SSL vendor practices

changlinnchanglinn MemberMember Posts: 42 ■■■□□□□□□□
Hi Everyone, Not going to name names, but I have recently witnessed a client who has registered a few SSL certs to subdomains for a domain they do not own. I thought this was against the practice of registrars, can someone point me to any code of conduct on this kind of thing.

Seems very dodgy if this high level registrar is allowing this what else are they allowing, what is the point of SSL if they are going to do this. Should I report it to their internal support, or is there someone higher I can go to?
A+, C|EH, CISSP, CISM, CRISC, GSTRT, MCSA:Messaging, MCSE:Security
"Brain does not meet certification requirements, please install more certifications" Me
Currently Studying: Cyber Security masters and ISC2 CCSP.
Security blog; http://security.morganstorey.com

Comments

  • docricedocrice Member Posts: 1,706 ■■■■■■■■■■
    Which CA did they register with?
    Hopefully-useful stuff I've written: http://kimiushida.com/bitsandpieces/articles/
  • changlinnchanglinn Member Member Posts: 42 ■■■□□□□□□□
    Can't really name names, but a big one. They aren't my employer and I have no relationship with them, I just prefer if it is confirmed against a code of conduct to disclose it to them first to have a chance to fix it.
    A+, C|EH, CISSP, CISM, CRISC, GSTRT, MCSA:Messaging, MCSE:Security
    "Brain does not meet certification requirements, please install more certifications" Me
    Currently Studying: Cyber Security masters and ISC2 CCSP.
    Security blog; http://security.morganstorey.com
  • docricedocrice Member Posts: 1,706 ■■■■■■■■■■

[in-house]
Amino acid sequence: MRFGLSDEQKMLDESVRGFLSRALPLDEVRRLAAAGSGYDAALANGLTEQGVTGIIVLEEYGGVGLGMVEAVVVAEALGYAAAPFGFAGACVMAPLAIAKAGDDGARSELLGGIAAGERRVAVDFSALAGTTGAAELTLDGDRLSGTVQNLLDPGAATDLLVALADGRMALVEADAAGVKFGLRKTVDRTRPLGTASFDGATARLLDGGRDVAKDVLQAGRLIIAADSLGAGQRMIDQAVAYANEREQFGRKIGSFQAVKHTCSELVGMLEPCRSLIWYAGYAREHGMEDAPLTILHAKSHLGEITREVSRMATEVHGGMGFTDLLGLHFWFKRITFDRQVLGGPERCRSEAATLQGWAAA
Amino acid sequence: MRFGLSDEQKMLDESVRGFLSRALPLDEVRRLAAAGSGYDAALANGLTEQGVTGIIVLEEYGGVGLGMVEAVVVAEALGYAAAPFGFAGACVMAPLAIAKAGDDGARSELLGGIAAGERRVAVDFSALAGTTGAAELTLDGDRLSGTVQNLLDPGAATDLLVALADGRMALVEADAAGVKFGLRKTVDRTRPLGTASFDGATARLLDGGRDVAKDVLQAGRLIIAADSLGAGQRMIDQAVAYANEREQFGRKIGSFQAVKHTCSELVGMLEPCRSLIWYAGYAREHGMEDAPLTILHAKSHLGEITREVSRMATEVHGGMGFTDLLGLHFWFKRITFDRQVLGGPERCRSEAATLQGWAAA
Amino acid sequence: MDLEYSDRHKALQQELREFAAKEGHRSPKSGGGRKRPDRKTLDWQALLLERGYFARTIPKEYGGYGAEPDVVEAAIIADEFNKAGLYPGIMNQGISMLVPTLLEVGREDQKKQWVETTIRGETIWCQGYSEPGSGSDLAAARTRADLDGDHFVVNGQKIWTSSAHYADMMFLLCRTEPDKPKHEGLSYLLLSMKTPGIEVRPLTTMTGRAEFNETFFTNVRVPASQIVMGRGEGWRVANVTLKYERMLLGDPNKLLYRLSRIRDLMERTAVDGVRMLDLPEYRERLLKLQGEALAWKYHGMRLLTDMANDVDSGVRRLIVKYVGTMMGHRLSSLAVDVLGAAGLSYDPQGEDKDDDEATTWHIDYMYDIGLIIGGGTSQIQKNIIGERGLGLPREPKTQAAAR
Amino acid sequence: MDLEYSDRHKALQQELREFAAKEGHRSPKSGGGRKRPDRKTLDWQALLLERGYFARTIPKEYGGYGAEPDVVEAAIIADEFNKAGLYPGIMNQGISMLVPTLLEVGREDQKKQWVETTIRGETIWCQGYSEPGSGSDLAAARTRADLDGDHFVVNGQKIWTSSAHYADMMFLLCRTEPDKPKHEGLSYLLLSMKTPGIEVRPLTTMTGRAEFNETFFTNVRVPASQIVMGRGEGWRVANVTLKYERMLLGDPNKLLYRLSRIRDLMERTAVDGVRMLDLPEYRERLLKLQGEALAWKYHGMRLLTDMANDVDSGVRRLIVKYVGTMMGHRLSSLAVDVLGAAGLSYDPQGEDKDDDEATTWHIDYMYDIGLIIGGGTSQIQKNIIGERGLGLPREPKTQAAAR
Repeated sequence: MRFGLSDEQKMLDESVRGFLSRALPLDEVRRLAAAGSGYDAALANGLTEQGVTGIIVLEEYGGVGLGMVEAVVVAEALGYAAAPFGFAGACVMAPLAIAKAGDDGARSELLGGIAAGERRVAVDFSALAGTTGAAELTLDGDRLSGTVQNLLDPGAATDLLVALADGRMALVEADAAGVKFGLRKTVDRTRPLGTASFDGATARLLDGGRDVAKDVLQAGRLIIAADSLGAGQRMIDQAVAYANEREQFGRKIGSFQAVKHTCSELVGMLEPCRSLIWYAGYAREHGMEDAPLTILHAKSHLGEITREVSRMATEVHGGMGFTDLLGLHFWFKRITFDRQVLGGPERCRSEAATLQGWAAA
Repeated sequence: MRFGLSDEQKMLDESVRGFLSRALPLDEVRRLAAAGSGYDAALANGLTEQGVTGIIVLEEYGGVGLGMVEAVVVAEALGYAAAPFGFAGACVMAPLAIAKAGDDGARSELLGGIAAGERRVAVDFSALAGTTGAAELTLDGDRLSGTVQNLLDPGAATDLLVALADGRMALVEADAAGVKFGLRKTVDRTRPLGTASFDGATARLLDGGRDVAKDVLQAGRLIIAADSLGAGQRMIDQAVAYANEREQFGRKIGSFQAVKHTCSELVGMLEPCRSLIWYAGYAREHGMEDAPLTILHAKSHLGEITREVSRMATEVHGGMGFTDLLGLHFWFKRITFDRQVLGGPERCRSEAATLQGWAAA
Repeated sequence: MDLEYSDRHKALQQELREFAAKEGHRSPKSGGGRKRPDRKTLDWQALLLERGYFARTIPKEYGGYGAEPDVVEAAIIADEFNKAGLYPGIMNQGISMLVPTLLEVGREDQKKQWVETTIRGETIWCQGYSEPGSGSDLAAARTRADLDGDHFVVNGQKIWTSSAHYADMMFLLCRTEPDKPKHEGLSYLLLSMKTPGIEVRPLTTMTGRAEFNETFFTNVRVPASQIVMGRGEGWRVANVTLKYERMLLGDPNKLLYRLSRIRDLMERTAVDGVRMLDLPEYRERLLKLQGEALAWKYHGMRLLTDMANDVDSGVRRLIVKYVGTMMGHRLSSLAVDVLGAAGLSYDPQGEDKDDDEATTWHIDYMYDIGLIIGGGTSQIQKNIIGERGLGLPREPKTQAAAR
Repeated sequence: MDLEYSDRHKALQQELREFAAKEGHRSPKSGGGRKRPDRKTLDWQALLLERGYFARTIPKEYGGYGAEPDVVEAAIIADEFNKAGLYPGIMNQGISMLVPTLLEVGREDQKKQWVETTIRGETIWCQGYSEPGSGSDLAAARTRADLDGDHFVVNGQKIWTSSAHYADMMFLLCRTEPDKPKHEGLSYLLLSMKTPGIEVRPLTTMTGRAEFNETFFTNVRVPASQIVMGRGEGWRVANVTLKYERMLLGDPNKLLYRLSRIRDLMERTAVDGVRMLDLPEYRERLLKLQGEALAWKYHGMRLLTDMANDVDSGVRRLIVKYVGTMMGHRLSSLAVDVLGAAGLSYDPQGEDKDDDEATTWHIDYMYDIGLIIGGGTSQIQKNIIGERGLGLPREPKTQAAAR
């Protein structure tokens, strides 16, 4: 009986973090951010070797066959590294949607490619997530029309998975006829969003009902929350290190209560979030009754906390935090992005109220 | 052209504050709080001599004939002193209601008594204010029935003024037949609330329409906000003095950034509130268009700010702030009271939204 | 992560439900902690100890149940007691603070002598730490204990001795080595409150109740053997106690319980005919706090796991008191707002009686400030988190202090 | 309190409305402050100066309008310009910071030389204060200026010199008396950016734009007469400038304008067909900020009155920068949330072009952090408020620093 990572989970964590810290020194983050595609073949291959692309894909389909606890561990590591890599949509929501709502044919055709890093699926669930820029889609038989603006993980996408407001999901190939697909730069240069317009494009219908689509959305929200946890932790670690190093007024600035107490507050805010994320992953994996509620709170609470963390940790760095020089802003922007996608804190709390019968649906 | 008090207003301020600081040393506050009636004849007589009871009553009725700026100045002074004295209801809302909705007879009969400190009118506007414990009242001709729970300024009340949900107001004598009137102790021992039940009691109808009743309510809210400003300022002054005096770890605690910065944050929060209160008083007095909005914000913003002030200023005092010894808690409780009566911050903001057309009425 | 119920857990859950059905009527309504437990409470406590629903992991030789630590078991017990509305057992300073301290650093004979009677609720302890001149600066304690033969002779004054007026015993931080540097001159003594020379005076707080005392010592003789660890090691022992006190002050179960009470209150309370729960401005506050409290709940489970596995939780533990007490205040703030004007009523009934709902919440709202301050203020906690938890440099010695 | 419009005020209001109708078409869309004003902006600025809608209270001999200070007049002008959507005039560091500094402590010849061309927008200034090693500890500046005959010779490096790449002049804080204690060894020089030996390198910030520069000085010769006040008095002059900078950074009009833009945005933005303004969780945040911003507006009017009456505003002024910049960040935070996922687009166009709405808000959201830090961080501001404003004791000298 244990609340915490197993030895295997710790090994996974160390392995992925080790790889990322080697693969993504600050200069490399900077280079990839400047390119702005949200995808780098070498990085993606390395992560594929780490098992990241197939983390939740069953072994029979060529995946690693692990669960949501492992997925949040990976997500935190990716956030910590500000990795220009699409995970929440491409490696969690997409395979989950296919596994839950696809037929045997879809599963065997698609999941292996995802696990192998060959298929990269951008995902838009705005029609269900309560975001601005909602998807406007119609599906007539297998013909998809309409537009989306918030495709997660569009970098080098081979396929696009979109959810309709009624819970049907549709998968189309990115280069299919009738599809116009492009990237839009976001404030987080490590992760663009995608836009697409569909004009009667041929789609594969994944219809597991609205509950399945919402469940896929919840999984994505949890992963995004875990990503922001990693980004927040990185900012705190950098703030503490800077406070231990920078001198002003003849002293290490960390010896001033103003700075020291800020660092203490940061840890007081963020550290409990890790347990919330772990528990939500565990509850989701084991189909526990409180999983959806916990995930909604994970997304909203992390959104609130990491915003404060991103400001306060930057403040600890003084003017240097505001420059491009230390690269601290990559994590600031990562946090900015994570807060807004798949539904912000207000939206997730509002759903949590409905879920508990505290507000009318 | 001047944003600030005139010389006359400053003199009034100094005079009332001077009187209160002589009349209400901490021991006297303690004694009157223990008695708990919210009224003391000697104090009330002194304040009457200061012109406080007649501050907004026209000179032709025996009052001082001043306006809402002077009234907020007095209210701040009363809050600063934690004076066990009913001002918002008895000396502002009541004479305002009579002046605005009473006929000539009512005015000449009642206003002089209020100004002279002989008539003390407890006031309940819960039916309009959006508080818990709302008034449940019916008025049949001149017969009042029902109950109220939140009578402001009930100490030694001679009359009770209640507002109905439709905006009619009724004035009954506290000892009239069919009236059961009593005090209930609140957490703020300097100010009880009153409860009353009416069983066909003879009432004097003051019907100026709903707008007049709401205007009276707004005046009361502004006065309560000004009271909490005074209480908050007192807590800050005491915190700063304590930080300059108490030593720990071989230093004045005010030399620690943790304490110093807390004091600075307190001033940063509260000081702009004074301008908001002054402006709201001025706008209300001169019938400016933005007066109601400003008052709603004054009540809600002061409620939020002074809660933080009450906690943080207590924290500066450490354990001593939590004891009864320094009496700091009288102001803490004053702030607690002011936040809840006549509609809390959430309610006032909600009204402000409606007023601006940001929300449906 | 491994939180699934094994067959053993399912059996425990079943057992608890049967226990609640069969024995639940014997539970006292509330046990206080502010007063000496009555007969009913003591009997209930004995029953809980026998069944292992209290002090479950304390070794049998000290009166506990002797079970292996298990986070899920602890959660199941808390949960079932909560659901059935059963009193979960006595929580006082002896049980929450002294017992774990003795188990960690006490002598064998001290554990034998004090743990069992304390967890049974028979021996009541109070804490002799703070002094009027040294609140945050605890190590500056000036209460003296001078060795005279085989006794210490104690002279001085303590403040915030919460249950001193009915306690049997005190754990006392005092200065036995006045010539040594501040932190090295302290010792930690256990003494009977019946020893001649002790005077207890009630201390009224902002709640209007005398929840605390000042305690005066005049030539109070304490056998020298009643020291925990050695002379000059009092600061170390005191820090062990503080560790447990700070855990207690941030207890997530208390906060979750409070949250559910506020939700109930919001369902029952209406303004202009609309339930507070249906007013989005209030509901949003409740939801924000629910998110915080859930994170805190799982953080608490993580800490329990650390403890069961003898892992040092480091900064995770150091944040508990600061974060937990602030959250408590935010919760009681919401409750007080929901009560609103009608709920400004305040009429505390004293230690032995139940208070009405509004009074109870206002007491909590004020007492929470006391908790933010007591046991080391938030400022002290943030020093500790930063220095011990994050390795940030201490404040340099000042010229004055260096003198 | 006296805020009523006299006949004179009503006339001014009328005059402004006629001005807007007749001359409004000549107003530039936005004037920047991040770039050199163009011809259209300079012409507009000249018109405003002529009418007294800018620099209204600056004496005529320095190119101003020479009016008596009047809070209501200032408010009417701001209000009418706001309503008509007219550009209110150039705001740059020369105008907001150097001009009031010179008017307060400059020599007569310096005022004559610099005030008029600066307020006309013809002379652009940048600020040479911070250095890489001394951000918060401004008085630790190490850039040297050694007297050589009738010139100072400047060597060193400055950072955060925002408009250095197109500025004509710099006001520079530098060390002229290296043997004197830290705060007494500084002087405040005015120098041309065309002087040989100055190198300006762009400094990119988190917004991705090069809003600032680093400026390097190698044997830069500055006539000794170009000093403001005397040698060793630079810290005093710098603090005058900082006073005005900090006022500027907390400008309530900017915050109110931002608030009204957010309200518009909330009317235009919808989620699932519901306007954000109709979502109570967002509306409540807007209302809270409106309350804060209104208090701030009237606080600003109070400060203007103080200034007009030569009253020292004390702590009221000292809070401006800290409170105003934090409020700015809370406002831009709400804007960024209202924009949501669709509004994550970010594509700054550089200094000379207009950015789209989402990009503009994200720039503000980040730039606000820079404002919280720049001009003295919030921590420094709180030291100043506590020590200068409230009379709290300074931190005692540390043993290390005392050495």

For general certificate signing requests, the administrative contact of the domain is contacted as a "verification step" to ensure that only the authorized agents can request a certificate. This is done via e-mail. It sounds lame (and it is) but in most cases that's how it's done. If you go with higher cert "levels" (such as "extended validation") there's supposed to be more thorough checking to ensure the identity of the organization and the requester is indeed who they claim to be.

    I would think it's generally against policy for anyone to try and get issued a cert for a domain they're not responsible for, much like trying to apply for a driver's license using a fake name.
    Hopefully-useful stuff I've written: http://kimiushida.com/bitsandpieces/articles/
  • ZartanasaurusZartanasaurus Member Posts: 2,008 ■■■■■■■■■□
    I've heard GoDaddy is pretty bad about this sort of thing.
    Currently reading:
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  • jibbajabbajibbajabba Member Posts: 4,317 ■■■■■■■■□□
    I registered a few SSLs myself and while Verisign and Thawte were painfully detailed when it came to confirm mine and the companies details, some others (actually forgot the name) simply supplied the cert after paying for it.

    Having said all that - what's the point / worry ? If you do have a certificate, you need to install it on the loadbalancer / firewall / webserver. So even if someone buys a certificate of a domain (or subdomain) he doesn't own, there isn't much he can do unless he has access to the infrastructure, and installing it on another domain would cause cert errors which I am sure is as useful as self signed certs.

    Or am I missing something obvious ?
    My own knowledge base made public: http://open902.com :p
  • docricedocrice Member Posts: 1,706 ■■■■■■■■■■
    All that would be left for an attacker to pull off a seamless attack would be a MITM via DNS, etc., which really isn't that hard in many public environments.
    Hopefully-useful stuff I've written: http://kimiushida.com/bitsandpieces/articles/
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